Curbside Classic: 1976 Chevrolet Nova Coupe

Paul Niedermeyer
by Paul Niedermeyer
curbside classic 1976 chevrolet nova coupe

[Note: this car does not have the original rectangular taillights. Someone mounted some sixties round lights in an attempt to confuse our readers, at least some of them]

In our recent visit to 1976, we virtually pitted the Accord against the Malibu. One garnered the title of “The Most influential Modern Car in America”, the other was disgraced as a “GM Deadly Sin”. Lots of folks said the two would never have been cross-shopped; they’re probably right. By the time a buyer stepped into a Honda dealer, a Malibu had already fallen of the list. But what about the Nova? A hatchback Nova with the options to make it comparable to the Accord’s standard fare would put it right around the Accord’s price. Let’s pit America’s most popular compact against the upstart challenger from Japan for round two.

Given that the shameful Deadly Sin moniker is missing from the title, this is obviously not going to be as lopsided. I happen to have a minor soft spot for the ’75-’79 Nova, and we might as well get the goodness flowing first. The year I was a bus driver in Iowa City, the transit district acquired a couple of ’75 Nova sedans for ferrying drivers and such. As I new relief driver, I got some seat time, and was rather impressed; with its handling, that is.

That particular Nova came with a fleet heavy-duty package (they must have known I was coming), including the excellent suspension package and wider wheels and tires. It’s no secret that the Nova was essentially a longer wheelbase sedan version of the 1970 and up Camaro, a car we have duly lionized here for its handling prowess. The steering was quick, direct ,and had some genuine feeling; the brakes were mission-appropriate, and the handling was remarkable: it gobbled curves and corners, staying mostly composed and almost utterly devoid of the dreaded Detroit understeer. Having not had a turn in a Camaro at that point in my youthful life, this was clearly the best handling American car I had ever driven to date.

It certainly wasn’t the fastest though, as it came with the 250 (4.1 liter) six that packed all of 105 hp. In all fairness, the six had a decent surge of torque, was very smooth, and was reasonably adequate in the urban setting available for my gymkhanas. Now if only they had kept the Pontiac OHC version of this engine going, the Nova would have better lived up to its ambitions at being a Euro-car challenger at the time, especially mated to a four or five speed stick. No such luck.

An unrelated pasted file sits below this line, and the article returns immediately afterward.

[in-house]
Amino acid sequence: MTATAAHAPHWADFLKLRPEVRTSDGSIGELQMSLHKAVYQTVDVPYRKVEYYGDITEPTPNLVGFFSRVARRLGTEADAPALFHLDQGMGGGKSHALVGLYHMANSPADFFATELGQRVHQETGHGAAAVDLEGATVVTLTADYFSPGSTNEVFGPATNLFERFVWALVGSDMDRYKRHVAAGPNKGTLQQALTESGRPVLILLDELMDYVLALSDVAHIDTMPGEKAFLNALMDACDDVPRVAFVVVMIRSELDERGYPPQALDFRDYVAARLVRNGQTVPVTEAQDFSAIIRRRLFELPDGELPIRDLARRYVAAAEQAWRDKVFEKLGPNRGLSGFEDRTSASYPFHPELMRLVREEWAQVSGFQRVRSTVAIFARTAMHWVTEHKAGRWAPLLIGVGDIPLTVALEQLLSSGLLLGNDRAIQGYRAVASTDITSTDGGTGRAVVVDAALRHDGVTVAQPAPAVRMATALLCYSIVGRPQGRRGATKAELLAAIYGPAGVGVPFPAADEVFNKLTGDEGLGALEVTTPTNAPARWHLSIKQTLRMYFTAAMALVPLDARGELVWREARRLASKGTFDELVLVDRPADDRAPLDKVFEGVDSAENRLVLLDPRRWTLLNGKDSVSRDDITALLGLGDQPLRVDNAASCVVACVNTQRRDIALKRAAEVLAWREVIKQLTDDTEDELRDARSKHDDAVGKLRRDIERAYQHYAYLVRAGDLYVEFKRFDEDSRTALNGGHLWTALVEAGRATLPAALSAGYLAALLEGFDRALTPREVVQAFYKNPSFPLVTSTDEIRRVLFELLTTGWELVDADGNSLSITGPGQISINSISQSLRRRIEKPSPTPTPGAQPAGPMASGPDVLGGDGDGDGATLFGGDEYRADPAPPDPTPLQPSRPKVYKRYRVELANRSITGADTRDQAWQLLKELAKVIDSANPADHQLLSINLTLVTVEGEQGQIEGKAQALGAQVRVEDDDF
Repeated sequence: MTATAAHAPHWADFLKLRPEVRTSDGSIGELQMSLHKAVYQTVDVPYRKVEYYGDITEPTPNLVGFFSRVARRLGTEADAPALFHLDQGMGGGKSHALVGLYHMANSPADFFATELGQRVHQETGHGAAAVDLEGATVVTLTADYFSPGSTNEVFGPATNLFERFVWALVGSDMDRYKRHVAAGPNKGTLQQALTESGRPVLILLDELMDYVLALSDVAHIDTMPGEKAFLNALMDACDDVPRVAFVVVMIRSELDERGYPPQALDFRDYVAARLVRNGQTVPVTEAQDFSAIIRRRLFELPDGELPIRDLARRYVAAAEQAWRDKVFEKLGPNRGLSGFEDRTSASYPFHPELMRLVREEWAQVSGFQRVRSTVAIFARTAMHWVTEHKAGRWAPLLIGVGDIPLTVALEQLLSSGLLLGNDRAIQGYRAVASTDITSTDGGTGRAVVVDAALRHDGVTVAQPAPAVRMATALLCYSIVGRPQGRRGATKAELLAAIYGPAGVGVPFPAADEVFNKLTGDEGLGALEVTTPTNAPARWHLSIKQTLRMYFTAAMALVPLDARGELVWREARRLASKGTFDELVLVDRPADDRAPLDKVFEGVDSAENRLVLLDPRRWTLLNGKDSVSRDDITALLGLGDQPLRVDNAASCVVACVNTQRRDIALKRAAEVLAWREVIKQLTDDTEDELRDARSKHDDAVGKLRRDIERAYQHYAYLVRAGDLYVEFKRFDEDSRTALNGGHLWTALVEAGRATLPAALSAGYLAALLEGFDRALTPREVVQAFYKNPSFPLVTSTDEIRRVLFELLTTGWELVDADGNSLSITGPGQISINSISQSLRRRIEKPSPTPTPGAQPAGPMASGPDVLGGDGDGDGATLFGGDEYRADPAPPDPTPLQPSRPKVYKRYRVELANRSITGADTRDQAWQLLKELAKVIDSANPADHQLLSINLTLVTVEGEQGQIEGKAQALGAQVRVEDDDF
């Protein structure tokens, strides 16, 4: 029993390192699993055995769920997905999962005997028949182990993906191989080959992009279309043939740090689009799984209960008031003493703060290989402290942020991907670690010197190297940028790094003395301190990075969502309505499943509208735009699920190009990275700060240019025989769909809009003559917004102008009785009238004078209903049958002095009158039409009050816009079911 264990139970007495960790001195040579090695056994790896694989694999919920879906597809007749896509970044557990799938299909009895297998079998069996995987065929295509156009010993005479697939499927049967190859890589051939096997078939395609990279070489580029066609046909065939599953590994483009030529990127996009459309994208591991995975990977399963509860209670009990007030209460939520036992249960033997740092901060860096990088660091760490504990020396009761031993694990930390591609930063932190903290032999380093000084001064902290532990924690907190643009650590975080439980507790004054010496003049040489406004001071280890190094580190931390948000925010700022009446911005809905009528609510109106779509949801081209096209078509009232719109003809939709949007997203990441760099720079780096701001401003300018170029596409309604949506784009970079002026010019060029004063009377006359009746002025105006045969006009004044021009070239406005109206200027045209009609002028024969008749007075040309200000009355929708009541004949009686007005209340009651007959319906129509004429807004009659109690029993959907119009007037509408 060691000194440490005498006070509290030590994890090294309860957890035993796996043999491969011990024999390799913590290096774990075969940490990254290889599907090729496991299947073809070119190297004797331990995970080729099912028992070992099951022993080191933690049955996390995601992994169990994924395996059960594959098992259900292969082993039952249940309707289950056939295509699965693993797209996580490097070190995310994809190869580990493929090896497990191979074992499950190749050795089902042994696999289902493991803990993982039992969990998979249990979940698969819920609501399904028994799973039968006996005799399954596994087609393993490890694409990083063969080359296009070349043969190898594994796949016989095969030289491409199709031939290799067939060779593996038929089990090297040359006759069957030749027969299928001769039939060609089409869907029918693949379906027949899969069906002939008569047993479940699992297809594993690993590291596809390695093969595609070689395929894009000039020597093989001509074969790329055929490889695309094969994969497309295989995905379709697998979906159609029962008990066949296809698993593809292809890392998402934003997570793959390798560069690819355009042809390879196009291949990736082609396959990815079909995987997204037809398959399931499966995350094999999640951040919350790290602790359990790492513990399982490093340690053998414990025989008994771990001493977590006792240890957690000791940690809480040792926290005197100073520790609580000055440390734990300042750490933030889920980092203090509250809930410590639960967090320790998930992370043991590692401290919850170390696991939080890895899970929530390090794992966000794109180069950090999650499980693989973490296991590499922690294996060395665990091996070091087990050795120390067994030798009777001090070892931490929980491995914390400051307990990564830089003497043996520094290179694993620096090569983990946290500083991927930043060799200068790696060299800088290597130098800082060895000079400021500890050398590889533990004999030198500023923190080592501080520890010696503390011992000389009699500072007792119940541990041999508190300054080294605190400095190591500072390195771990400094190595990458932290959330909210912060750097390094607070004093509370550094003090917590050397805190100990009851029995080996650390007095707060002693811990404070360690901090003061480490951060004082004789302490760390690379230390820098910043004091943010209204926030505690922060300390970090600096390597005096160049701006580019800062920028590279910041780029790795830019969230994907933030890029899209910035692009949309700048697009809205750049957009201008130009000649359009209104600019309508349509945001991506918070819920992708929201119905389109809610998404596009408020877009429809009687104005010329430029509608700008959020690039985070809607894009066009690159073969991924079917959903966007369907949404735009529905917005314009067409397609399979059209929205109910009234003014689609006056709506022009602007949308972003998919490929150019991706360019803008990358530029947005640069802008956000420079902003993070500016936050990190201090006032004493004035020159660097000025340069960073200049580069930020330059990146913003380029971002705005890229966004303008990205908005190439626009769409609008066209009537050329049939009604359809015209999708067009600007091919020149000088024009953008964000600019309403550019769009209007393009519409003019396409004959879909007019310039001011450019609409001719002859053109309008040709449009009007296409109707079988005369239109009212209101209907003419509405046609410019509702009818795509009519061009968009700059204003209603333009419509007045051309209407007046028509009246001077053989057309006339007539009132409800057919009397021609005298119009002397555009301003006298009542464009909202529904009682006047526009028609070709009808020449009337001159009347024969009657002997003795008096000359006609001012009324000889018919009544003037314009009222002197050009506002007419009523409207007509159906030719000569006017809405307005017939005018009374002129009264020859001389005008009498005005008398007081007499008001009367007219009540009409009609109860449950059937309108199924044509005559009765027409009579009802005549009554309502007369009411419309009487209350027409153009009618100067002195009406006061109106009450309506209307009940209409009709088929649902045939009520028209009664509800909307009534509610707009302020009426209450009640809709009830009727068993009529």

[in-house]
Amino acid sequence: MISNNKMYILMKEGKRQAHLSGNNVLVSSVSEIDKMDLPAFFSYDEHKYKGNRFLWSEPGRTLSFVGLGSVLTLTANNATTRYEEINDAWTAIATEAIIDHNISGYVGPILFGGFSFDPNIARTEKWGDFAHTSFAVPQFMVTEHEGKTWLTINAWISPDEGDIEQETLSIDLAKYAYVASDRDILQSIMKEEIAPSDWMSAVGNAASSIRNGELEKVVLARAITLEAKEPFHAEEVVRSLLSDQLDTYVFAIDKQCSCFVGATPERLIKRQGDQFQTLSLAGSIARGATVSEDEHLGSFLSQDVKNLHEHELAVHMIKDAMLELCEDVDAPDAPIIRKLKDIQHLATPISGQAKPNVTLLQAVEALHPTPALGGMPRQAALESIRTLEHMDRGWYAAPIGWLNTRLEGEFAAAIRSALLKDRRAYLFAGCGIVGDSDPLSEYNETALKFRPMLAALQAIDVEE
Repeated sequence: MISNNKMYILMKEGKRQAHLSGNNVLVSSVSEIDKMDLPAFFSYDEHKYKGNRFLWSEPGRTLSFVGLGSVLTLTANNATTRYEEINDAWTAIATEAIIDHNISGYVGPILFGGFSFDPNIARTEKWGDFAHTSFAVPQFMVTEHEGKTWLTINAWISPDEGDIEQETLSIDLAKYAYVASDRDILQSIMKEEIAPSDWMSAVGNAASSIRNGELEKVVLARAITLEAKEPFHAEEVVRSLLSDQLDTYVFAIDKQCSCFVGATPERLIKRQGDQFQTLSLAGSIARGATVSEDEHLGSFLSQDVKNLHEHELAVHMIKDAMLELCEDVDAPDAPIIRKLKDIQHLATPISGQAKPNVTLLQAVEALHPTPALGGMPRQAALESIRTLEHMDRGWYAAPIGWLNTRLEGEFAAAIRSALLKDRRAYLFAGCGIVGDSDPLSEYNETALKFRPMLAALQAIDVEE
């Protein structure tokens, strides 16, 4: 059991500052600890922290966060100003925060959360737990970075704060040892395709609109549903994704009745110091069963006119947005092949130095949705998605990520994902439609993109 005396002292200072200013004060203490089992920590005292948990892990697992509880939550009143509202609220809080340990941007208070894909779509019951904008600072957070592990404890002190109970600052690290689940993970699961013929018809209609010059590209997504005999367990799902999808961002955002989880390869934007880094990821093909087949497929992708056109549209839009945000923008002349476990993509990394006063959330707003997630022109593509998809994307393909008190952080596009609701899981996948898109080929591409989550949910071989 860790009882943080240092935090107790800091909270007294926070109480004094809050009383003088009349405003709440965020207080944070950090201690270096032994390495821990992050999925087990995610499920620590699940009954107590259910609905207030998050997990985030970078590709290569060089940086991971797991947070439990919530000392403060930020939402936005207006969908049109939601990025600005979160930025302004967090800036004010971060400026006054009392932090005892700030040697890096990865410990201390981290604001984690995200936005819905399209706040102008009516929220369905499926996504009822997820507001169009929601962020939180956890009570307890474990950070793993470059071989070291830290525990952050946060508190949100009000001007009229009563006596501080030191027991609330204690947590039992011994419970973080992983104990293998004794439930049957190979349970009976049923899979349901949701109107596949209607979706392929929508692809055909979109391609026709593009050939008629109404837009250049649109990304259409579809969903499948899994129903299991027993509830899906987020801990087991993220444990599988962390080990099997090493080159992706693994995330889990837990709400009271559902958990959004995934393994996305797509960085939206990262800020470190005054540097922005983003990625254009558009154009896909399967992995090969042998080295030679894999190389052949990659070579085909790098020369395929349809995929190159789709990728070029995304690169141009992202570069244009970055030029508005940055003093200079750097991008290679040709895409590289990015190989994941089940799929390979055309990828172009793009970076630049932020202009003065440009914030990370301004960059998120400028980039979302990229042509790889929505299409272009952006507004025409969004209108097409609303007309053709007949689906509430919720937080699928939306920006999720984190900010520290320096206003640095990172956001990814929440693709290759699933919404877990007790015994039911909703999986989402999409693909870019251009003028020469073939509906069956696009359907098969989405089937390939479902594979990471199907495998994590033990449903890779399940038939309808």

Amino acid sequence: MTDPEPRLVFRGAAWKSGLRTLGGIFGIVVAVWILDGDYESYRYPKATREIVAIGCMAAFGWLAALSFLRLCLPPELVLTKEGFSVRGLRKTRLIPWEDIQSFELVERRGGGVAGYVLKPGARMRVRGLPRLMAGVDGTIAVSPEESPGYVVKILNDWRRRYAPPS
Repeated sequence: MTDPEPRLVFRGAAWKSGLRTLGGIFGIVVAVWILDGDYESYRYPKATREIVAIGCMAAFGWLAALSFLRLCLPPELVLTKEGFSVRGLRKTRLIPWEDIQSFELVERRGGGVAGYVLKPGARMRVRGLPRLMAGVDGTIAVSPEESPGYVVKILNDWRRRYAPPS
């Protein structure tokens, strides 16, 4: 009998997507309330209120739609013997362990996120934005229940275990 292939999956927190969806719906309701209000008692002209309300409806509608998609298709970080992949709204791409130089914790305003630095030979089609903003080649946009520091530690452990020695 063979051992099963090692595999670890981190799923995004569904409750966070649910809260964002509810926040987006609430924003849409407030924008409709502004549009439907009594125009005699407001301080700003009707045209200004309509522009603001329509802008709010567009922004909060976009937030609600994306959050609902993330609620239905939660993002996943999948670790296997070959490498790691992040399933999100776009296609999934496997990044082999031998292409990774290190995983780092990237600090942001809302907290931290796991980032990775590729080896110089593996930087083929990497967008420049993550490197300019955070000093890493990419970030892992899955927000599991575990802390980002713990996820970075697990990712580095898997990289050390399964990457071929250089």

In Brazil, the 250 six went on to be developed and used in a highly non-US fashion, with proper MPI fuel injection, as in this 1998 Chevrolet Omega, which marries the big Opel RWD sedan with the high output Chevy six. Our loss was their gain. It was cheaper for Chevy to just to throw V8’s in it, as there were plenty of them around. Of course the golden days of the prior generation Nova with its thundering big-blocks were a long-distant memory by then. Take your pick of a 305 with 140 hp or the 350 with 165. Plenty of torque to move the reasonably light 3200lb Nova briskly for the times, but nothing like the good old days.

But let’s not meander into the Nova’s inevitable appeal to hot rodding, given its cheapness and infinite availability of the parts to do so. Anyway, its ’68-’74 predecessor seems to have more appeal to that faction, despite its less capable suspension and steering. Let’s stick to the Nova as transportation, as an alternative to the Japanese competition.

Space utilization was at a low point in Detroit during the seventies, one of the worst aspects other than quality issues. The Nova was a bit better than the Malibu, but not by much. There was still a highly unfavorable relationship of real estate wasted to oversized front and rear ends, and not enough where it actually counted. At least the Nova came in a hatchback version, which made access to a long but shallow cargo area easy. But rear seat leg room was mediocre, and the non-opening rear side windows were a royal put-off.

Of course, these cars couldn’t approach the fuel economy of the Japanese competition. Getting much more than 20 mpg even with the six was an act of heroism. With the V8, forget it. And when it comes to build quality…let’s not go there. Actually, in relative terms, the Nova was probably one of the better GM products, thanks to its simplicity. I know folks who got some cheap long-term transportation out of old Nova sixes. But the words “jewel like” will never be uttered in their presence.